In addressing the critical health issues of the day I learned you never develop policy out of fear, but you must do your research and base every presentation on the facts. I often said, ‘Half the people come to listen to the Surgeon General and half come to see if I said the right thing,’ so it was important to not just give my opinion.

At that time, Camel cigarettes had a campaign that featured the character ‘Joe Camel.’ Studies showed that the campaign specifically targeted children as the future of the industry. It was a controversial struggle, but eventually we won, which was very fulfilling. The other thing was immunization; the rate was around 67 percent and we increased it to over 90 percent.

We also established the Office of Research on Women’s Health. A GAO study indicated that women were not represented in research studies. For instance, we had a 20-year study on aging, but there were no female subjects included. We had a study on aspirin for heart disease, yet no women were included, though they have a very high instance of heart disease; I could go on to bladder and incontinence studies – no women. We ensured that if women weren’t represented, the study wouldn’t be funded. I also campaigned against underage drinking, especially in the form of wine coolers, which were much stronger – up to three shots of vodka – and we got that taken off the shelves.

Then when the administration changed, though I could have continued, President Clinton wanted to appoint a new Surgeon General. When the papers came to me about stepping down, I told them, ‘Don’t confuse dignity with weakness.’

 

EW: After working for UNICEF, you were appointed the Commissioner of Health for the State of New York. Describe the transition.
AN: Being the Surgeon General was nothing compared to being the NY Commissioner of Health for six years, with a budget of $49 billion. It is the third largest budget in the state. The Surgeon General was a great pulpit, but no money. This one involved lots of money, but hid the pulpit.

 

EW: You were Commissioner during 9/11.
AN: When the Towers fell, much of the communications for the State also fell. It was devastating on so many levels. It was the Tuesday of the primaries so all budget allocations were on hold. I was in the city, but immediately I was taken to a bunker in Albany, NY, which served as our command center, where we began coordinating services from all the various agencies to get support into the city. I then went back to the city the same day and didn’t leave again until Dec. 15; there was just too much to do.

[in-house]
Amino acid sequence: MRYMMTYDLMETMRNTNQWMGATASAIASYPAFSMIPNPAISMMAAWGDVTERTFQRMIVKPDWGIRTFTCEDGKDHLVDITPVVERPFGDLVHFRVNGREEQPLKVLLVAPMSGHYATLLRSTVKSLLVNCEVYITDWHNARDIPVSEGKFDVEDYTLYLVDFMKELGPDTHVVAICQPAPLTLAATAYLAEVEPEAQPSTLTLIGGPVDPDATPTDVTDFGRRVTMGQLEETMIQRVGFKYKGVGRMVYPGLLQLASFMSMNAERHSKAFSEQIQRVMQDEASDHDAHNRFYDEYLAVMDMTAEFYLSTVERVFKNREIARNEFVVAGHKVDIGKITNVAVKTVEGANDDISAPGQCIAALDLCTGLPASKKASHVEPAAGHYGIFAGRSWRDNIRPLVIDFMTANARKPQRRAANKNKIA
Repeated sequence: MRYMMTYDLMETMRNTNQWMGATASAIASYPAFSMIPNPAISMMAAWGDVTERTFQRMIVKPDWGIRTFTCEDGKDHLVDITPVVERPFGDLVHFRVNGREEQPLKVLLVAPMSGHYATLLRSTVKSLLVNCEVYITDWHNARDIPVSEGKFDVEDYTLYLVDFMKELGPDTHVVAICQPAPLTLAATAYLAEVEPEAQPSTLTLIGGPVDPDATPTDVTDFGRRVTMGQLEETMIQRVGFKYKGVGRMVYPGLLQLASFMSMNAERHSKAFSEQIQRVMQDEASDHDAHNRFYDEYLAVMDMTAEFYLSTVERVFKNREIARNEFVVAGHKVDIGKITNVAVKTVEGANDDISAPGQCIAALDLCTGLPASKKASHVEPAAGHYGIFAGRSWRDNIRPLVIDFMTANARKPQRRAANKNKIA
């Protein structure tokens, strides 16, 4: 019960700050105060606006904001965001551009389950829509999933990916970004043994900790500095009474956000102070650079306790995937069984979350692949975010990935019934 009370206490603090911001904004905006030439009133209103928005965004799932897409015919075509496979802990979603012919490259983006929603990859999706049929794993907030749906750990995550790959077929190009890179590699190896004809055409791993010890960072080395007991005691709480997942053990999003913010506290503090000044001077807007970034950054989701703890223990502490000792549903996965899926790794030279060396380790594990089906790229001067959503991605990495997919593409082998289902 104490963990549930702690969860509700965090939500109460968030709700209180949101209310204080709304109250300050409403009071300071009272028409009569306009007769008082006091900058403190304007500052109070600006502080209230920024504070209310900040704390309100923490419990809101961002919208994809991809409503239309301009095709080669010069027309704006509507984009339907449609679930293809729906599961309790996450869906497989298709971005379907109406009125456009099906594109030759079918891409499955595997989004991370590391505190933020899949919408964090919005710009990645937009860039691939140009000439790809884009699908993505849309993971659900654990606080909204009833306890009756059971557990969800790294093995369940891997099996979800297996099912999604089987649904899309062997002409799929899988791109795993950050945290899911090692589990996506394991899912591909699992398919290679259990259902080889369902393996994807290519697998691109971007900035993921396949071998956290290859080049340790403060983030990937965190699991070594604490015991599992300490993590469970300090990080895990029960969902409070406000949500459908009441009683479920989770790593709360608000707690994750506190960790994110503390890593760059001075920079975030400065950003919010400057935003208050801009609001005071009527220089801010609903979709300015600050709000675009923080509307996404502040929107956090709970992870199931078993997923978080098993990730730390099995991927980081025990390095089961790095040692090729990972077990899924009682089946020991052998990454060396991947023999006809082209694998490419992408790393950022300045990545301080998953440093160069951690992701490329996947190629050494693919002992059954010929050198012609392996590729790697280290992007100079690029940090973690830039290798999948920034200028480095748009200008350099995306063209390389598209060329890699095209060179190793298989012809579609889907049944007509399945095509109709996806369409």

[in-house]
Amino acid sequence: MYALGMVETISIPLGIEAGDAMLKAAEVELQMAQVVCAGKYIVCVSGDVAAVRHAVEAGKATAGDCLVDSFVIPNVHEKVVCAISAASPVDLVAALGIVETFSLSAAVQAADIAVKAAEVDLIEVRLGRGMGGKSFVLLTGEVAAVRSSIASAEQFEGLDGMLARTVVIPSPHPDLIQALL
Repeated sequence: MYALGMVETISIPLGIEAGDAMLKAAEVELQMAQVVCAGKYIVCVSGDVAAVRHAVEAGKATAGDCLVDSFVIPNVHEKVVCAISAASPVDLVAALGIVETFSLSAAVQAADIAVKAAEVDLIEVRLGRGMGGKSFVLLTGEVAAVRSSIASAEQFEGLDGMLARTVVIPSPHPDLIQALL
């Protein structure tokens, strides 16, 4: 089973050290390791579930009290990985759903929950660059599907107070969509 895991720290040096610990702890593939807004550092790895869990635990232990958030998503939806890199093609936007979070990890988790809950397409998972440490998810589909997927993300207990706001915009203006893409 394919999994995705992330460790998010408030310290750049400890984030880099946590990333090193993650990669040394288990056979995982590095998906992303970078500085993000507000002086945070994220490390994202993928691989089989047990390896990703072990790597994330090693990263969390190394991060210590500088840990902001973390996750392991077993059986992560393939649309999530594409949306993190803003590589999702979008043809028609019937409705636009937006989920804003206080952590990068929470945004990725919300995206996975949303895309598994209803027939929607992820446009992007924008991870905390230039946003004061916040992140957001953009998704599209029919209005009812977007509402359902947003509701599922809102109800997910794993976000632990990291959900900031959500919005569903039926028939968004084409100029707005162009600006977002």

We had to set up a DNA bank and the only one was in the Justice Department, for criminal identification. We had to be able to identify the smallest remains, so that people could get a death certificate, otherwise they couldn’t claim any death benefits. People fled restaurants leaving the gas on and refrigerator doors open. The stench was incredible, and we had to ensure there wasn’t any kind of epidemic and that the food given to the volunteers was sanitary.

Not only were we trying to find the injured and the dead, but we were trying to prevent a host of other calamities from happening. Every day at 2 p.m., Mayor Giuliani gathered the team, which included the Governor, the Secretary of State, police, fire, emergency, transportation officials and myself, for updates. The Governor instructed me to tell the hospitals not to ask anyone for health insurance. They were to treat everyone. We paid for it; and in spite of the pain and the difficulty, it was one of the most rewarding times in my life. I never worked with an agency that worked so well. People talk about New Yorkers, but never have I seen people with such a willingness to pitch in and do whatever was necessary.

Months later I was wondering when things would return to normal. I was crossing a street in the city and a taxi had to stop for me and he gave me a ‘hand gesture.’ I thought, ‘Ah, well, we’re back.’

 

EW: And coming to Florida Hospital? 
AN: It was the perfect combination of my initial medical experience in pediatrics and enables me to continue to use my public policy experience. I know there is something more for me to do; I don’t know exactly what it is, but either it will find me or I will find it.